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Many lost faith in Facebook’s (NASDAQ:FB) business model when one of the country’s biggest advertisers, General Motors (NYSE:GM), ended its $10 million campaign last month, declaring that Facebook’s paid ads didn’t impact consumer car purchases. But on Tuesday, both Ford Motor Co. (NYSE:F) and Coca-Cola Co. (NYSE:KO) separately said they found value in Facebook advertising, giving the social networking site a big vote of confidence as it struggles to recover from a disastrous IPO.
Ford’s (NYSE:F) global sales and marketing vice president, Jim Farley, said the automaker is actually increasing its social media presence, particularly on Facebook, to improve its image among potential buyers. “Someone who ‘likes’ you on Facebook is substantially more willing to advocate the brand,” he said at an event in Dearborn, Michigan, on Tuesday.
Meanwhile, Coca-Cola marketing chief Joe Tripodi said at an advertising conference in Cannes, France, that Facebook ads probably help drive its beverage sales. “If we can get 40-million plus fans, or even some subset of them, talking positively about the things we’re doing, ultimately that’s a good thing for us,” he said.
When General Motors (NYSE:GM) pulled out last month, Facebook was under an IPO-imposed quiet period and was prohibited from publicly discussing its business, and therefore from defending its advertising model. But since the quiet period lifted a week ago, Facebook has been vigorously defending its ads. Last week, research firm comScore Inc. released a study commissioned by Facebook (NASDAQ:FB) that concluded that being a fan of a brand on the social network causes people to purchase that brand more frequently.
Facebook (NASDAQ:FB) counts heavily on online ads to fuel its revenue growth. About 85 percent of 2011 revenue — $3.1 billion — came from advertising. Facebook currently provides both paid and free marketing opportunities to advertisers. Through Facebook Pages, brands can build a fan following and then post updates that will appear in fans’ news feeds. While that service is free, Facebook has started offering advertisers the ability to pay sot hat more fans see the post. And Facebook has also encouraged them to supplement free marketing efforts with paid display advertising along the side of a user’s screen.
Ford (NYSE:F) will spend more than 25 percent of its advertising budget on digital advertising this year, according to Farley, and the vast majority will be spent on interactive or social Web pages rather than on banner ads. Farley said it’s a mistake to equate interactions on Facebook with direct sales, but that the social site improves Ford’s image among buyers and builds advocates for the brand — a harder to measure but invaluable service.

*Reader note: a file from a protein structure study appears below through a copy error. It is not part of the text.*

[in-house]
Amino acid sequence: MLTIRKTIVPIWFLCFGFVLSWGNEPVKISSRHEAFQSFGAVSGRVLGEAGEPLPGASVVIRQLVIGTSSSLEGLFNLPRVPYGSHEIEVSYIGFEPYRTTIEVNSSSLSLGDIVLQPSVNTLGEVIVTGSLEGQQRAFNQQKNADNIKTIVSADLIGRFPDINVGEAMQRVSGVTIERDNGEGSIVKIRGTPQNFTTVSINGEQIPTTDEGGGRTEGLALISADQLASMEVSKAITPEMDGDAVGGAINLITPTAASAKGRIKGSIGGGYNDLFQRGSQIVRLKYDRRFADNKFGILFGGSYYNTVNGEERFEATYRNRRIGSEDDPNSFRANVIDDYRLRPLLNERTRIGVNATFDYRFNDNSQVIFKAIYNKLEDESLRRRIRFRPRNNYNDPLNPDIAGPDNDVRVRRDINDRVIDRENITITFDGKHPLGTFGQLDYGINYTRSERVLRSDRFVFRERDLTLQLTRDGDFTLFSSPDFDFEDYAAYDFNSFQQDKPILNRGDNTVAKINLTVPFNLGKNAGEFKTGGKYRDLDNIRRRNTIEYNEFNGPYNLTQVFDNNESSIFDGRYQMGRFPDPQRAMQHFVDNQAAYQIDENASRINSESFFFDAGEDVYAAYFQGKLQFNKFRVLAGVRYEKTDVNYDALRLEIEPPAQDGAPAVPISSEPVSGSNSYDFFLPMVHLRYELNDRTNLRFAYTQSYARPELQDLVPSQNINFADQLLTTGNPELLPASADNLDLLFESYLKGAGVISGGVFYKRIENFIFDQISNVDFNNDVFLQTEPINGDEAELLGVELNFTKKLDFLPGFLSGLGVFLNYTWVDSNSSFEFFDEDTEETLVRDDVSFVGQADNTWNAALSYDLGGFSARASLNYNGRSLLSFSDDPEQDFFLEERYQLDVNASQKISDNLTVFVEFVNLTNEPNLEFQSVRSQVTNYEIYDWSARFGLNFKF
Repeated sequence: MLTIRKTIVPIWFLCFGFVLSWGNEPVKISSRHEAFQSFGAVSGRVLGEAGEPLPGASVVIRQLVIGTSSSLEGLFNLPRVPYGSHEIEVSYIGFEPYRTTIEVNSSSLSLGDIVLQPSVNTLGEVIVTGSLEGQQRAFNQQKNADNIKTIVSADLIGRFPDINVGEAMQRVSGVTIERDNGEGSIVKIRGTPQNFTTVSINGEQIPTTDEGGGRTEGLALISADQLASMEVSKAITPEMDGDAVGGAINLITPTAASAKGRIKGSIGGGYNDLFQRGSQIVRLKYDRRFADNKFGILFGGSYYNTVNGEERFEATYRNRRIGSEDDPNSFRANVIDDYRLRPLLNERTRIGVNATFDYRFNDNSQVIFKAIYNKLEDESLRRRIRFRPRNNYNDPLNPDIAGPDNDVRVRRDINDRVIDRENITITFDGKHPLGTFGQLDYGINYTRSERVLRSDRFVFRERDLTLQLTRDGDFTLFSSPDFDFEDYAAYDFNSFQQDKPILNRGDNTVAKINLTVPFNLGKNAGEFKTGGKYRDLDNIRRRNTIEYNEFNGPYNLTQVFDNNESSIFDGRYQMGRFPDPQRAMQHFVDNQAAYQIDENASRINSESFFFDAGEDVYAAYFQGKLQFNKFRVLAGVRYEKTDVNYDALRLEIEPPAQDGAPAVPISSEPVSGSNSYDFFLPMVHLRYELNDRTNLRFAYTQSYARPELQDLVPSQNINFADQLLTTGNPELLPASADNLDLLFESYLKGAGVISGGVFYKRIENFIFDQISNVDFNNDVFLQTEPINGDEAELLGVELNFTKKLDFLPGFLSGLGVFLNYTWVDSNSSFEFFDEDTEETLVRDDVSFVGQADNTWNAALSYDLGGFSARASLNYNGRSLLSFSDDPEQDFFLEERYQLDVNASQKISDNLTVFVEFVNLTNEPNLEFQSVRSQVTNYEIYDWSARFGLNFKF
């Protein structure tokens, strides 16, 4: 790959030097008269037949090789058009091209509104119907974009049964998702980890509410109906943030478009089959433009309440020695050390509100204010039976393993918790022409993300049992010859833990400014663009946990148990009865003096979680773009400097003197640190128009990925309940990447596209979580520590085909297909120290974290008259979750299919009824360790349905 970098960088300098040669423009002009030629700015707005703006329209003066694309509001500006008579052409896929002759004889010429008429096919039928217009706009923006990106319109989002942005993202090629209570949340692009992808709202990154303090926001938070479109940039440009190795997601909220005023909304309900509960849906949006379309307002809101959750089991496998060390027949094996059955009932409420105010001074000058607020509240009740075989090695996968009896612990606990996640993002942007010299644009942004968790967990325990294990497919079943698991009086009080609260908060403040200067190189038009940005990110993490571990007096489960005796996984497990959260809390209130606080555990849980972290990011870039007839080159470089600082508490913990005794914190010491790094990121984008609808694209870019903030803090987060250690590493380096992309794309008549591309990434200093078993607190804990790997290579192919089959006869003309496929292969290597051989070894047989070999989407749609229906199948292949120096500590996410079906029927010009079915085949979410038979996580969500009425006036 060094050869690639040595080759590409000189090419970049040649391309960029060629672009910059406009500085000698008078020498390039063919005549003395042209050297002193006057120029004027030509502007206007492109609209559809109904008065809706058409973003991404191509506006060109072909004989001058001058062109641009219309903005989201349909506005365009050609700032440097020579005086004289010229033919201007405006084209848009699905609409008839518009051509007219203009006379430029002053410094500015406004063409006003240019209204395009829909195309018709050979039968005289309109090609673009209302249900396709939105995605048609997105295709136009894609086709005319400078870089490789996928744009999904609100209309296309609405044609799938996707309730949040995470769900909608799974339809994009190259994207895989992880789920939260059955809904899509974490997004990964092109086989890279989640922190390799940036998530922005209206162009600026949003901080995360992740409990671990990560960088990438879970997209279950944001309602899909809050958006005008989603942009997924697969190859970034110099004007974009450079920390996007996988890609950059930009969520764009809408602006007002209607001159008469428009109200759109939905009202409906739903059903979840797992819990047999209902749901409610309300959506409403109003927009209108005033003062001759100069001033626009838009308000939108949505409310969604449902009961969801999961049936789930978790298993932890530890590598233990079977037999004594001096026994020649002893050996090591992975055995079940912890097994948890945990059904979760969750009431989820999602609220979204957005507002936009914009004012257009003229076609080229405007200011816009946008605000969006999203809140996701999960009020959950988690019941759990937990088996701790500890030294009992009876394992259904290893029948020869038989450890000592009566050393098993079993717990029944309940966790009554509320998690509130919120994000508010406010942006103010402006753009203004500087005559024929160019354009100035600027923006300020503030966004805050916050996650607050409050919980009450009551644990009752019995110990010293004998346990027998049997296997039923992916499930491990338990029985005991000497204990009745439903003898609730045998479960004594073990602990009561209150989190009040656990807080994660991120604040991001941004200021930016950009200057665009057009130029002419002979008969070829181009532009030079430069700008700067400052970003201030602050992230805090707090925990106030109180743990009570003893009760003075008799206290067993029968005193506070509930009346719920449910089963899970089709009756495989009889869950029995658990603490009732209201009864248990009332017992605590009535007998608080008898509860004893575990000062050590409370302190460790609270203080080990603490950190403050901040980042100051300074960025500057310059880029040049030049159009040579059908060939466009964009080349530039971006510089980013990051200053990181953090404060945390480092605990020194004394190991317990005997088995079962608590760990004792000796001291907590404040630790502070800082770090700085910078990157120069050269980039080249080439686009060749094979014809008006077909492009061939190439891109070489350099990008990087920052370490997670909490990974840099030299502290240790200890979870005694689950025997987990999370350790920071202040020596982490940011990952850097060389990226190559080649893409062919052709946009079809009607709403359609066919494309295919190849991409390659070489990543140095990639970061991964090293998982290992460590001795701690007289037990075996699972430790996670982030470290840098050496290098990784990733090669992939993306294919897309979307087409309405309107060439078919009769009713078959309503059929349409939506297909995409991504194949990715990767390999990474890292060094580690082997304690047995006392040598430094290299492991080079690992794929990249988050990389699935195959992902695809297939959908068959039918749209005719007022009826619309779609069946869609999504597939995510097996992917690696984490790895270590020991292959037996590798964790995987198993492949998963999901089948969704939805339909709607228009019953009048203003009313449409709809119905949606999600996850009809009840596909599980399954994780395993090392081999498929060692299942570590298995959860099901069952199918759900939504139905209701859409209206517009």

“This interaction and engagement [on Facebook] is something that you don’t necessarily see in traditional media. That’s why we continue to accelerate our digital advertising investment to more than 25% of our media dollars,” Mr. Farley said.
He pointed to the success of the Mustang Customizer app, which allows users to virtually alter a Mustang to their own specifications. The customized Mustangs then compete for “coolest design” votes. Since the app launched in September, Ford says 4.3 million Mustangs have been designed, and that Mustang sales are up 18 percent this year. Ford believes at least some of the sales increase is connected to its Facebook app, but Farley said the customizer “isn’t about the Mustang, it’s about building the Ford brand.”
Coca-Cola (NYSE:KO), too, is spending between 20 percent and 25 percent of its advertising budgets on digital and mobile platforms in some markets. “Our mix is evolving and will continue to evolve,” said Tripodi, who believes “there needs to be some value” attributed to people who click “like” on Facebook, or share advertisers’ content on the site, even though it may take “a year or two” to come up with a more standard way to measure that value. For now, though, Tripodi says he’ll just have to take “a little leap of faith.”
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